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On a more literal level, the drums attest to the presence of a primitive people not yet under the control of "civilization." As they 'speak their own language,' so they also live by their own rules.
Even so, their vulnerability to the white man's influence and conviction of his natural superiority eventually lead them into a deeper degree of barbarism than they have ever known before.
On a more symbolic level, the drums symbolise the savage instinct in all men which can run rampart in absence of imposed controls or sanctions:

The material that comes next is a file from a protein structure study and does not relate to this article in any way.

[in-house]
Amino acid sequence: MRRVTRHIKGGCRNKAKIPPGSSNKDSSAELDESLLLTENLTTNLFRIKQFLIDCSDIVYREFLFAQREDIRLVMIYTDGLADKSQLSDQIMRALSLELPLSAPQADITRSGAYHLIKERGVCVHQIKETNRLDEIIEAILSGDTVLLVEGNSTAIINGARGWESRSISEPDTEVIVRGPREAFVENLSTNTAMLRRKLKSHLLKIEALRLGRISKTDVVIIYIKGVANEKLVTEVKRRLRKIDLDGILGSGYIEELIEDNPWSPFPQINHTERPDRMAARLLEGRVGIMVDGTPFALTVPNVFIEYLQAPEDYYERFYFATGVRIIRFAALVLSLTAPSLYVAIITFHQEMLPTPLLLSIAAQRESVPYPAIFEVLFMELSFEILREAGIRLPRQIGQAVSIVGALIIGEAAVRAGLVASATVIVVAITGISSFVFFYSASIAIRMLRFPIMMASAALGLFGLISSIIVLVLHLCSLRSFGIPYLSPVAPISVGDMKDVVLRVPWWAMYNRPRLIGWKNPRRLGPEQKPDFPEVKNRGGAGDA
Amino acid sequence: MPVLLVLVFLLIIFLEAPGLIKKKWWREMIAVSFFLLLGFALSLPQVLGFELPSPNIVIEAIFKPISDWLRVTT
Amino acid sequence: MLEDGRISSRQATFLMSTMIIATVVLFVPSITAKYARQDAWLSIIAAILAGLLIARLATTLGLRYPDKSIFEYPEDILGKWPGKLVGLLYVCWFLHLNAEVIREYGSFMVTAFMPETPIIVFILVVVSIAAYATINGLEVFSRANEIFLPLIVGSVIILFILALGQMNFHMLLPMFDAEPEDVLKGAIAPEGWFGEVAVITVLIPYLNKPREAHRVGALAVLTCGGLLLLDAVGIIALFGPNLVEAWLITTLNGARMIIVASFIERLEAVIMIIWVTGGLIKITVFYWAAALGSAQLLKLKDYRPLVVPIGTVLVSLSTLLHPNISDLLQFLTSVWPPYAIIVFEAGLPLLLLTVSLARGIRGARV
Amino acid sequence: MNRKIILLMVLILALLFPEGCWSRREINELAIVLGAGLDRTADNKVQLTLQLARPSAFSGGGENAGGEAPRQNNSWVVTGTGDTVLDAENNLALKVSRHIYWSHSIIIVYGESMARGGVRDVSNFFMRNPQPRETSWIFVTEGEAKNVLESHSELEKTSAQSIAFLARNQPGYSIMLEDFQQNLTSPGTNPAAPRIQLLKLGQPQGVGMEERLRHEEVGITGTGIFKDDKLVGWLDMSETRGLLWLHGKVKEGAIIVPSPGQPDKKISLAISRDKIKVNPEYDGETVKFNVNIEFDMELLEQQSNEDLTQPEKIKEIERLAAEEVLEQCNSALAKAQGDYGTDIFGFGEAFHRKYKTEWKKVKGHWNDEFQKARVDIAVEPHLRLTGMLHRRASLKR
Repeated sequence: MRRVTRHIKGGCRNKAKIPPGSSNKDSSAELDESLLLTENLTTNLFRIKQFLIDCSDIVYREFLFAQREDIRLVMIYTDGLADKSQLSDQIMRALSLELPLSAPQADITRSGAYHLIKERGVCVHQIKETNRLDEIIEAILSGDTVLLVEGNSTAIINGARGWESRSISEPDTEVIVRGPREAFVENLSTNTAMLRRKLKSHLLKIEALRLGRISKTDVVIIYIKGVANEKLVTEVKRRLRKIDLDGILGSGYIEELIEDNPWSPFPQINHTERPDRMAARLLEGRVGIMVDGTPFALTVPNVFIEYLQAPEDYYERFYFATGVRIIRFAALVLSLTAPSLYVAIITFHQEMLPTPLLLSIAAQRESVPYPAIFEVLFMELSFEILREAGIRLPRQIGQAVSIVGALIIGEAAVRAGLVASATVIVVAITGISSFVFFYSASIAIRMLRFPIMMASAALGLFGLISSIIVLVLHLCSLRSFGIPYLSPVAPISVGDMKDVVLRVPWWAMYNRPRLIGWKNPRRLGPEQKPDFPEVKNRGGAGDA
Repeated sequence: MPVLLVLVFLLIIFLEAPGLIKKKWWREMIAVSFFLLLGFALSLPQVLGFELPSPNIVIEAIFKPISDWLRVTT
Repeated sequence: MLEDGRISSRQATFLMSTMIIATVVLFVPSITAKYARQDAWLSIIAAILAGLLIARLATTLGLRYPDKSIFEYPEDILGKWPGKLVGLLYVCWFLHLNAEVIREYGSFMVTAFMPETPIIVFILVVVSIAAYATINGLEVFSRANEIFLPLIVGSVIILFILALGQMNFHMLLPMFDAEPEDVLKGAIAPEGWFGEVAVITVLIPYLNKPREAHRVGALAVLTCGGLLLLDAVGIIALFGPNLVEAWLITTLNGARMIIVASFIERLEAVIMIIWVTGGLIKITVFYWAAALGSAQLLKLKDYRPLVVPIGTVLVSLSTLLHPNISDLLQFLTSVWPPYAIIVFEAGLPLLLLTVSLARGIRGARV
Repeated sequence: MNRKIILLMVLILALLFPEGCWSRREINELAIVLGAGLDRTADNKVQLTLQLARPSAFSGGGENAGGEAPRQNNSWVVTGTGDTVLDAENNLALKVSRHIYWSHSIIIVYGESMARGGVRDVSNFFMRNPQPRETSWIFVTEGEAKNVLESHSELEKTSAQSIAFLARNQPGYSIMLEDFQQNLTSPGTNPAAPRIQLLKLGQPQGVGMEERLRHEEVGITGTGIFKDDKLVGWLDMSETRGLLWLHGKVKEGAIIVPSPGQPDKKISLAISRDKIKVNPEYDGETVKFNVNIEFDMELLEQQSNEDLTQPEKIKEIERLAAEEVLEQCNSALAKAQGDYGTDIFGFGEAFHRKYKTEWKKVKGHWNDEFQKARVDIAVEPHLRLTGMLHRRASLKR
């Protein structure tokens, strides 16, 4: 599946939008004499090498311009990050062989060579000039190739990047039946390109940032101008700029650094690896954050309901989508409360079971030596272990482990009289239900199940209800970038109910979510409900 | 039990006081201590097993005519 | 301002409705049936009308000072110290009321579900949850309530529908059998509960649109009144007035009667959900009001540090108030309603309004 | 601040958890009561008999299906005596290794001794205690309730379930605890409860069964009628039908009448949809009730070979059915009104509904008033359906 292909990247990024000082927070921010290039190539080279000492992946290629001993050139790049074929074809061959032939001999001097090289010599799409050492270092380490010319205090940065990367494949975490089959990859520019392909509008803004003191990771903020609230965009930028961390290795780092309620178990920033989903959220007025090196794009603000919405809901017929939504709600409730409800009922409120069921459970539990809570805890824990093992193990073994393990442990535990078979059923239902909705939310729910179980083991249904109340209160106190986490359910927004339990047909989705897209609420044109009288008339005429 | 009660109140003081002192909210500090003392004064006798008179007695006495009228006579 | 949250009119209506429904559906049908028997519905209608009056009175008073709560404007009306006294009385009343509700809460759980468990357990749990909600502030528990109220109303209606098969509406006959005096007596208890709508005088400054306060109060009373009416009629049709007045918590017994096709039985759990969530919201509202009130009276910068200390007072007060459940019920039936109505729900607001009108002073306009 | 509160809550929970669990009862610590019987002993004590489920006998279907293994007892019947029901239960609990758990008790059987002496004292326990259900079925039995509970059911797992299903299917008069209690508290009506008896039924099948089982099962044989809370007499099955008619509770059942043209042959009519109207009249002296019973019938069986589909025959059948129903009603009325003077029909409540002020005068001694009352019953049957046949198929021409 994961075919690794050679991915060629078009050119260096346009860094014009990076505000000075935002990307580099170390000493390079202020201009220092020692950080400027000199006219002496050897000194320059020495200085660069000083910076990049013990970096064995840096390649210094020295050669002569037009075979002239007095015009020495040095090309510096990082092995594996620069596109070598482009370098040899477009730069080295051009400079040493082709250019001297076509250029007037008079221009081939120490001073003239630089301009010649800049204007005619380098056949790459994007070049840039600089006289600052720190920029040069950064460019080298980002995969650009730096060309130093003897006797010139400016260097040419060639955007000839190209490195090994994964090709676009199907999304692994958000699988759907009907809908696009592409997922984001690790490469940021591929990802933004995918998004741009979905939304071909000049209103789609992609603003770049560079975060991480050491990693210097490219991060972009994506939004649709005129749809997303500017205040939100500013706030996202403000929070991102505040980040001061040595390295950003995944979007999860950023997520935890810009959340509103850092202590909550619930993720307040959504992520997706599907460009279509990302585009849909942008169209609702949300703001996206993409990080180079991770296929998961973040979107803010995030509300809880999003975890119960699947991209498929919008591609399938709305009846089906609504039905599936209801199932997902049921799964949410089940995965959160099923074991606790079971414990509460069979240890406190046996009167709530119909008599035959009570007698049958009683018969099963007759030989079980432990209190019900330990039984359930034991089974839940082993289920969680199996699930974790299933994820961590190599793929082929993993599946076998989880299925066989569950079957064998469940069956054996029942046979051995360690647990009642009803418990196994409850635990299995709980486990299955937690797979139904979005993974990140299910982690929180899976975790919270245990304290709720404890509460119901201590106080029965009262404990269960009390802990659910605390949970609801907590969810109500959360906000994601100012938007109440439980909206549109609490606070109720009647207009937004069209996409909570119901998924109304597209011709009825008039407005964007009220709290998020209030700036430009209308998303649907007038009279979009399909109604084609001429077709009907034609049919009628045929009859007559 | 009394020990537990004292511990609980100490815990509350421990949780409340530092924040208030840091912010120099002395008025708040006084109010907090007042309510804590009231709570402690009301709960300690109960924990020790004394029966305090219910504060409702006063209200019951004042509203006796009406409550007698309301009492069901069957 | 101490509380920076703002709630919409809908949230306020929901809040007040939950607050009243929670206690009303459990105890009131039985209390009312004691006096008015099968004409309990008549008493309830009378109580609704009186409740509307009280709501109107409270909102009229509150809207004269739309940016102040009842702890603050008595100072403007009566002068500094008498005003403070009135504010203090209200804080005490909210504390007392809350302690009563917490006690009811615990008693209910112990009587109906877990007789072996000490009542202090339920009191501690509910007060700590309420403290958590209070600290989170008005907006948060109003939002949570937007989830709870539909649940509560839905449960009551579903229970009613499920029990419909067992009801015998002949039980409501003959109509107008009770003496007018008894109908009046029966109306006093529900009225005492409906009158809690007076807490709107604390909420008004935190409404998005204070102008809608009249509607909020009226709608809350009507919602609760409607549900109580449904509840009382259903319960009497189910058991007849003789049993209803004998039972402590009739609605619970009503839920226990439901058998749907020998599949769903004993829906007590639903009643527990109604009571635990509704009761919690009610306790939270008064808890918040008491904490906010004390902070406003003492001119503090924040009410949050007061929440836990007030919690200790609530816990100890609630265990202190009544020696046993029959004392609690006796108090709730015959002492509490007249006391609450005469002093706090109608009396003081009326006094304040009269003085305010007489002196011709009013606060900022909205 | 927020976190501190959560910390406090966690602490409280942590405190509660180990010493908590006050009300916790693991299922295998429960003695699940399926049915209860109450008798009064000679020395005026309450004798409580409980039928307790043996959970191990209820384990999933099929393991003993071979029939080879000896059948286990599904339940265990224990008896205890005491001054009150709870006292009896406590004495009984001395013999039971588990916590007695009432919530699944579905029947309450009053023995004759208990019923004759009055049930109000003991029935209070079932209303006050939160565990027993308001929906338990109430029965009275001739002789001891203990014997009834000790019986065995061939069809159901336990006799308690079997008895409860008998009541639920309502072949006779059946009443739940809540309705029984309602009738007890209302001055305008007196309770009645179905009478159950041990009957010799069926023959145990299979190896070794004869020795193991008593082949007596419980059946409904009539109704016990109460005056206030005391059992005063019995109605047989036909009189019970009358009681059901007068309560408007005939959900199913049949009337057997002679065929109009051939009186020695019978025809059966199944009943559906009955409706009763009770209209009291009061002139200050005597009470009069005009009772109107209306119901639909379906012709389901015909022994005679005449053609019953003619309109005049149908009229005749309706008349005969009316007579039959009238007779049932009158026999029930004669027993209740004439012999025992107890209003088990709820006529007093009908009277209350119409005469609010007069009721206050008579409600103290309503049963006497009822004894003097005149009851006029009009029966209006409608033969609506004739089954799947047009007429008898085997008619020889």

Kurtz's appalling moral corruption is the result not only of external forces such as the isolation and loneliness imposed by the jungle, but also, Conrad suggests, of forces that lie within all men and await the chance to emerge. Kurtz perhaps realizes the depth of his own moral corruption when, as he lays dying, he utters "The horror! The horror!" Marlow feels this realization transferred to himself and understands that he too, living in a lawless state, is capable of sinking into the depths of moral corruption The savage nature of man is thus reached at the end of the journey, not upriver, but into his own soul.
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